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What Are the Different Types of Low-Fat Blueberry Muffins?

Applesauce is often used as a substitute for fat in muffins.
Whole-wheat flour is used to make low-fat blueberry muffins.
Wheat germ.
Blueberries provide a healthy and sweet addition to muffins.
Sugar contains zero fat and is often used as a sweetener for blueberry muffins.
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  • Written By: Lori Kilchermann
  • Edited By: Lauren Fritsky
  • Last Modified Date: 07 August 2014
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There are a wide variety of low-fat blueberry muffins available, from blueberry yogurt muffins to low-fat, high-fiber blueberry bran muffins. Recipes for low-fat blueberry muffins often substitute higher-fat ingredients with ones container lower amounts of fat. For example, low-fat blueberry bran muffins feature unsweetened applesauce instead of oil and are made with low-fat milk rather than whole milk. Low-fat cottage cheese is used to make blueberry cottage cheese muffins, and honey and orange juice are also common ingredients in low-fat blueberry muffins.

Cinnamon is a common flavor-enhancer for low-fat blueberry muffins. Low-fat blueberry cinnamon muffins are made with applesauce, unsweetened almond milk and cinnamon. Spiced blueberry muffins combine ground cinnamon, ground nutmeg and ground cloves. They also feature butter, fat-free cream cheese and vanilla extract.

Wheat bran and bran cereal can be added to low-fat muffins to give them the added benefit of fiber. Low-fat blueberry bran muffins are made with unsweetened applesauce, nonfat milk and brown sugar. Wheat bran and blueberries are added to the batter before it is spooned into muffin cups for baking. Low-fat, high-fiber blueberry bran muffins feature wheat bran, nonfat milk and unsweetened applesauce. They are also flavored with brown sugar, vanilla and whole-wheat flour. Low-fat blueberry cranberry bran muffins are made with all-bran cereal, skim milk and sugar.

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Honey is a common liquid sweetener used in many low-fat foods, including blueberry muffins. Healthy and low-fat blueberry muffins are made with whole-wheat flour, honey and low-fat milk. They can be made with fresh or frozen blueberries. Very blueberry oatmeal muffins are made with quick oats, cinnamon and nutmeg. They also feature low-fat milk, honey and olive oil.

Buttermilk is used to add flavor and moisture to some low-fat blueberry muffins, such as blueberry oat orange muffins. Low-fat microwave blueberry muffins feature plain flour, wholemeal self-rising flour and white sugar. They are flavored with ground cinnamon, ground mixed spice and buttermilk. Lemon-blueberry muffins are made with all-purpose flour, sugar and baking powder. They are flavored with nutmeg, low-fat buttermilk and grated lemon.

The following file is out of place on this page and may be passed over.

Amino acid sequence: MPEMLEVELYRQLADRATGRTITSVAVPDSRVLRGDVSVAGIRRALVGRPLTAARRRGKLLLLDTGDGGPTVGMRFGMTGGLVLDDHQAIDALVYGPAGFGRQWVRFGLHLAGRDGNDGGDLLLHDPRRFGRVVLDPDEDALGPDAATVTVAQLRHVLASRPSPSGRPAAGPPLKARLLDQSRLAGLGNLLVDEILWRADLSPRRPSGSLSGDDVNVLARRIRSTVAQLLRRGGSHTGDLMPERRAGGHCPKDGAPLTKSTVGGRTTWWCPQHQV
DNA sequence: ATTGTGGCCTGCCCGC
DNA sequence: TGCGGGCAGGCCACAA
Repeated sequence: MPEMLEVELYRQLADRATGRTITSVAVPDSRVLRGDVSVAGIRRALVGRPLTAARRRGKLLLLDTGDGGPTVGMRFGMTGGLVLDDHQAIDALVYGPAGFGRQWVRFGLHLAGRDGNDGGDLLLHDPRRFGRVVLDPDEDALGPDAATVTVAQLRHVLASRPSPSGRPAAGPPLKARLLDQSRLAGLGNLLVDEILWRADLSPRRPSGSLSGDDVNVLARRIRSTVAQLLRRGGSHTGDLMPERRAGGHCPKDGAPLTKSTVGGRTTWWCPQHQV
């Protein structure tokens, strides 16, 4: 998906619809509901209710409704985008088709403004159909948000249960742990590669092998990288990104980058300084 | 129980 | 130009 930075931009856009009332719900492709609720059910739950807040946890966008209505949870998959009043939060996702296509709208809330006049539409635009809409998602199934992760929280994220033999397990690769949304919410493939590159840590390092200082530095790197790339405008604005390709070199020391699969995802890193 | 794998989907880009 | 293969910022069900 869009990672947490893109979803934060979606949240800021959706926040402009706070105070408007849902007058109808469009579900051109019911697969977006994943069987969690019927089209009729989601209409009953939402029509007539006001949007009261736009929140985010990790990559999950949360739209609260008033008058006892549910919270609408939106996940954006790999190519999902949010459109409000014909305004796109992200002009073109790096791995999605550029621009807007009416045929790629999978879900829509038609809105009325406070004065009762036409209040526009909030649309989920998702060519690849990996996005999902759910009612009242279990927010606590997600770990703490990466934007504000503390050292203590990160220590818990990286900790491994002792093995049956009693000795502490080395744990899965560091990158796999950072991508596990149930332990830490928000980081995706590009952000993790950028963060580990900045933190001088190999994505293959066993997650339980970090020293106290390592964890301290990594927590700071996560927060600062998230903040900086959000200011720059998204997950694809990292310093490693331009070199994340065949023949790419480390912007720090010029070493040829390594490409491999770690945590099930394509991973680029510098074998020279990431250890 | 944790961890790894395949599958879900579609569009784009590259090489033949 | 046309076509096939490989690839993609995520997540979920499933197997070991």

Orange juice, applesauce and low-fat cottage cheese are also featured in some low-fat blueberry muffins. Blueberry yogurt muffins feature unsweetened orange juice, vanilla extract and vanilla low-fat yogurt. Blueberry cottage cheese muffins are made with low-fat cottage cheese, sugar substitute and skim milk. Blueberry banana muffins are made with whole-wheat flour, wheat germ and brown sugar. They also feature banana, orange juice and applesauce.

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Discuss this Article

fify
Post 3
@alisha-- It comes out quite well!

I know what you mean about the oil, but I personally prefer @turkay1's method better. Especially when there is a diet restriction and you just can't have the fat, it's a good alternative. Of course, it tastes slightly different but not that much. Depending on how you make it, it can taste even better than it did with fat.

I don't add any oil into my muffin batter either. I just spray muffin tins with oil spray. In fact, an easy way to reduce fat in your diet is simply to use an oil spray. You need less oil to cook this way.

Instead of the oil in my batter, I add soy milk. Feel free to add any kind, but I like to add the vanilla nonfat soy milk. It's delicious! I add 1 1/2 cups of soy milk per 2 1/2 cups flour. You could also use almond milk instead of soy milk if you want.

discographer
Post 2

@turkay1-- I'm glad that works for you.

I like to eat healthy too, but I can't stand no-fat muffins. It just doesn't taste the same! It's too dry and has less flavor. I have to put some oil in it.

I still make an effort to make my blueberry muffins with less fat though. Lately, I've been adding only half the amount of oil I usually add, and replacing that with applesauce. The results are great! It's not dry, but still has less fat in it.

Thanks for the yogurt tip, maybe I'll try it with yogurt next time. And has anyone made blueberry muffins with low-fat milk? How does that come out?

candyquilt
Post 1

I make my muffins with plain nonfat yogurt. I learned this recipe from a friend when I complained to her about not being able to make cakes and muffins anymore. I have fatty liver disease which is caused by too much fat consumption. My doctor has limited the amount of fat in my diet.

I used to make my muffins with either butter or vegetable oil before. Although vegetable oil is a lot better than butter, it's still fat. I'm so glad I found this recipe with yogurt, because it lets me enjoy very delicious muffins without the extra fat.

I know about applesauce too, but the good part about adding yogurt instead of oil or butter is that it makes the batter very soft. This kind of softness can't really be achieved without oil, but somehow yogurt works. I also don't want to make my muffins very sweet, so I just use plain non-fat yogurt instead of vanilla yogurt.

I really recommend this recipe. It's really healthy and very good for kids too.

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